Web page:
Some people wonder, “If the New Earth will be full of the light of God, does that mean we won’t see any more sunrises and sunsets?” Do you love sunrises and sunsets? Are you disappointed to think you might not see any again? Our sun is one of countless billions of suns. I think we’ll see many more sunrises and sunsets, on many worlds. And when we’re watching one of those spectacular sunrises, I don’t think we’ll wonder, What am I missing?
Revelation 22:5 says, “There will be no more night.” Some people believe this is figurative, speaking of the moral perfection of the New Earth. Darkness is associated with crime, evil done under cover of night. Darkness is synonymous with distressed travelers unable to find their way. Prostitution, drunkenness, and idol worship often happened at night. In the modern era of electric lights, it’s difficult to understand the utter dread of traveling in the dark and the threat of being locked out of the city gates that would close at night to prevent robbers, bands of marauders, or enemy soldiers from invading a city. To be outside the city at night was to be exceedingly vulnerable. This will no longer be.
Yet darkness isn’t evil—God created it before the Fall (Genesis 1:5). Night is also associated with positive things: time with family after a hard day’s work, opportunity to talk, rest, have dinner with loved ones, read Scripture, and pray.
Because God created the first celestial heavens to display His glory (Psalm 19:1), when He makes the new celestial heavens, they will perform this mission even better. That means we’ll have to be able to see them. If that requires darkness, as it does now, then darkness we will have, if not on Earth, then somewhere from which we can behold God’s glory in the new heavens.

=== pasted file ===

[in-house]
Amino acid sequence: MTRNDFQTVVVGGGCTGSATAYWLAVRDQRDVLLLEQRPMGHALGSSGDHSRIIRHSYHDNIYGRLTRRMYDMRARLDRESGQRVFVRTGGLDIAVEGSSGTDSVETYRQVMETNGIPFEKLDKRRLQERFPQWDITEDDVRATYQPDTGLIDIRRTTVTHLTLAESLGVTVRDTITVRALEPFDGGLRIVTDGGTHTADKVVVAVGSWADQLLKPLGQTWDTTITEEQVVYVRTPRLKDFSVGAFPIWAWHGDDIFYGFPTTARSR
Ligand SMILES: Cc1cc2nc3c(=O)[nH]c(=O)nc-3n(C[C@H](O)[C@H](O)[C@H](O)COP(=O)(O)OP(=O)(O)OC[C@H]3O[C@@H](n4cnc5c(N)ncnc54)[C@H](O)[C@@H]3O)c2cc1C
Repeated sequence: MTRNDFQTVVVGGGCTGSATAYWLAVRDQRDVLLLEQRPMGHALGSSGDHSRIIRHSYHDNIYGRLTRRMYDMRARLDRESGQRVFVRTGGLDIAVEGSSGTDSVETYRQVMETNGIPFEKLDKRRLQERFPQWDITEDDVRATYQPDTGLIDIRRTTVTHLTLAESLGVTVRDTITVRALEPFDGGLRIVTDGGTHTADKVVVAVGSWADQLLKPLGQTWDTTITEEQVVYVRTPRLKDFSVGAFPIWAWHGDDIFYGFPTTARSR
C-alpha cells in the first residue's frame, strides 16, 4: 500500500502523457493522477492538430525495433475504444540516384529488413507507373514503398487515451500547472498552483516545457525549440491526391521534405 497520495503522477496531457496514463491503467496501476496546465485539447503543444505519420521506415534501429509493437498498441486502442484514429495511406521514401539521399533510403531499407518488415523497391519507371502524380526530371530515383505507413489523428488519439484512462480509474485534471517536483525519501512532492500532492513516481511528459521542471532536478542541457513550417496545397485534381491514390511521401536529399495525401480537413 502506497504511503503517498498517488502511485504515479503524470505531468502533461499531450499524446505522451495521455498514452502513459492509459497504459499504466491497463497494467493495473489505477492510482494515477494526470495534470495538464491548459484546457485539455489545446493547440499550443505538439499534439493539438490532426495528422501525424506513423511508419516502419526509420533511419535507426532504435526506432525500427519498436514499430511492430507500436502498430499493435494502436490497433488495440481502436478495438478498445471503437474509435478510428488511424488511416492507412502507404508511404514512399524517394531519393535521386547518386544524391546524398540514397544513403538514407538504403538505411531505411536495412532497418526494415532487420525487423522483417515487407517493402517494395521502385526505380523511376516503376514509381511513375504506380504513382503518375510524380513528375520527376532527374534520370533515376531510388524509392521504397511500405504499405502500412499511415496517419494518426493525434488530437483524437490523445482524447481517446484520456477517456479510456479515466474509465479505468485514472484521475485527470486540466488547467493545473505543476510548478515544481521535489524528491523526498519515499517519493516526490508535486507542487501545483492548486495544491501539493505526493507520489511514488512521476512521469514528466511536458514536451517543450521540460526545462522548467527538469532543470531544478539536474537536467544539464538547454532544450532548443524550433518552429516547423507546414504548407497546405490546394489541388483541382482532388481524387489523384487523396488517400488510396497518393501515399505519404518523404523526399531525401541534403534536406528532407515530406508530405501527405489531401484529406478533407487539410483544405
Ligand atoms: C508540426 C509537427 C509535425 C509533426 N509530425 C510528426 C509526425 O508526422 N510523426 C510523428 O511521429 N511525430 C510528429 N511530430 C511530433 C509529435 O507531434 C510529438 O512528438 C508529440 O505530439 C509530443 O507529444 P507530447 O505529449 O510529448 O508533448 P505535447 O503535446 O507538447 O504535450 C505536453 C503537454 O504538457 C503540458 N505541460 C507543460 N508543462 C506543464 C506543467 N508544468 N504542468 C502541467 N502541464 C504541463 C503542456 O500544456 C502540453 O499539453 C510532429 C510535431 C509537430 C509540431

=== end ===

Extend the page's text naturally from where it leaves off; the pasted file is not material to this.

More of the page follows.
I’m speculating, but I don’t believe these passages demand constant and unvarying brightness, certainly not outside the New Jerusalem. There may be diffused light or twilight, without total darkness. Light may be constant in the Holy City but not necessarily in the cities and countries outside the city gates.
To view the new heavens, we might travel to the far side of the moon and other places where stargazing is unhindered by light and atmospheric distortion. Imagine the quality of telescopes that redeemed minds will design and build. We may be able to visit innumerable planets from which the wonders of the night sky can be viewed to the praise and glory of God.
How will our eyes be able to tolerate the bright light of the New Jerusalem? Our new bodies will be stronger than our present ones. We’ll be designed for our highest purpose, to see God’s face—brighter than the sun—without being blinded. Rather than turn away from that Light, we’ll be drawn to it.